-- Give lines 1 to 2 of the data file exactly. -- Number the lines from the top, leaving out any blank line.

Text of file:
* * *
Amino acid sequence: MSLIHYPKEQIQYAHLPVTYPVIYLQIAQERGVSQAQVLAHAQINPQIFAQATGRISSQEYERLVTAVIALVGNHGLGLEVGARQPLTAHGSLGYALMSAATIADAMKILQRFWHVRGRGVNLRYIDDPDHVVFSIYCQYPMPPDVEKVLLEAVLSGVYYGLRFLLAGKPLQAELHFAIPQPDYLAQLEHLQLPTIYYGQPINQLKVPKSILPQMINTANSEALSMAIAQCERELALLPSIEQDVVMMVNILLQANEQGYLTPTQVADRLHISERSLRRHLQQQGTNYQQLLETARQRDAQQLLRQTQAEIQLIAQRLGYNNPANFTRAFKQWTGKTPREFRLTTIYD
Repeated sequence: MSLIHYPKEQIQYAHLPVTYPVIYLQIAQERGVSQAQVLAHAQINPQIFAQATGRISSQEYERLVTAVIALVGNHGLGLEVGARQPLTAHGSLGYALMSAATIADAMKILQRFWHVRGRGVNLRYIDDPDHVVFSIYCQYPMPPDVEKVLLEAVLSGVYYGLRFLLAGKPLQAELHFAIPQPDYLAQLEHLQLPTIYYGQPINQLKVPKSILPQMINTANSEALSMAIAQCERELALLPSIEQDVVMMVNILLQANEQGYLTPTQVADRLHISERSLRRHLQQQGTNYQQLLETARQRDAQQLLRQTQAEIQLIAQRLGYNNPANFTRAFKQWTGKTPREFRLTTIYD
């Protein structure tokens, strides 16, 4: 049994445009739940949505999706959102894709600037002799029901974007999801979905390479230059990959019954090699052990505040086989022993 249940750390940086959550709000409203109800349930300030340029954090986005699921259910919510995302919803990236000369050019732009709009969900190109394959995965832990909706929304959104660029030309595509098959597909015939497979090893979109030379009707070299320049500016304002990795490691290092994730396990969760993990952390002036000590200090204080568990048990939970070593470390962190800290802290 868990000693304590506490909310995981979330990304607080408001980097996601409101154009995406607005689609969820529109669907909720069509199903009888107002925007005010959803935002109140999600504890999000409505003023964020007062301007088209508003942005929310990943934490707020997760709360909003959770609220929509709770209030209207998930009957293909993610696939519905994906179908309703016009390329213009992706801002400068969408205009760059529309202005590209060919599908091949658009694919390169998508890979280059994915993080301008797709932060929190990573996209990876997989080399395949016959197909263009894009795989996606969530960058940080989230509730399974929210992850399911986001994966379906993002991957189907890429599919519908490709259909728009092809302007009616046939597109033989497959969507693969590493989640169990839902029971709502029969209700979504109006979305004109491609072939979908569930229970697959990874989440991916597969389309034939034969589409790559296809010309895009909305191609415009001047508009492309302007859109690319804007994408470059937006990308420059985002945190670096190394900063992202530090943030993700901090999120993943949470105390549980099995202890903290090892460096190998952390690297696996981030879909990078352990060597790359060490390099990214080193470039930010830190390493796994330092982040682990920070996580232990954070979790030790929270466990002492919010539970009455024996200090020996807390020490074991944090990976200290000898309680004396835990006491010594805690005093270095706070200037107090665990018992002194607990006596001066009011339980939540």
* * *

Amino acid sequence: MSLIHYPKEQIQYAHLPVTYPVIYLQIAQERGVSQAQVLAHAQINPQIFAQATGRISSQEYERLVTAVIALVGNHGLGLEVGARQPLTAHGSLGYALMSAATIADAMKILQRFWHVRGRGVNLRYIDDPDHVVFSIYCQYPMPPDVEKVLLEAVLSGVYYGLRFLLAGKPLQAELHFAIPQPDYLAQLEHLQLPTIYYGQPINQLKVPKSILPQMINTANSEALSMAIAQCERELALLPSIEQDVVMMVNILLQANEQGYLTPTQVADRLHISERSLRRHLQQQGTNYQQLLETARQRDAQQLLRQTQAEIQLIAQRLGYNNPANFTRAFKQWTGKTPREFRLTTIYD
Repeated sequence: MSLIHYPKEQIQYAHLPVTYPVIYLQIAQERGVSQAQVLAHAQINPQIFAQATGRISSQEYERLVTAVIALVGNHGLGLEVGARQPLTAHGSLGYALMSAATIADAMKILQRFWHVRGRGVNLRYIDDPDHVVFSIYCQYPMPPDVEKVLLEAVLSGVYYGLRFLLAGKPLQAELHFAIPQPDYLAQLEHLQLPTIYYGQPINQLKVPKSILPQMINTANSEALSMAIAQCERELALLPSIEQDVVMMVNILLQANEQGYLTPTQVADRLHISERSLRRHLQQQGTNYQQLLETARQRDAQQLLRQTQAEIQLIAQRLGYNNPANFTRAFKQWTGKTPREFRLTTIYD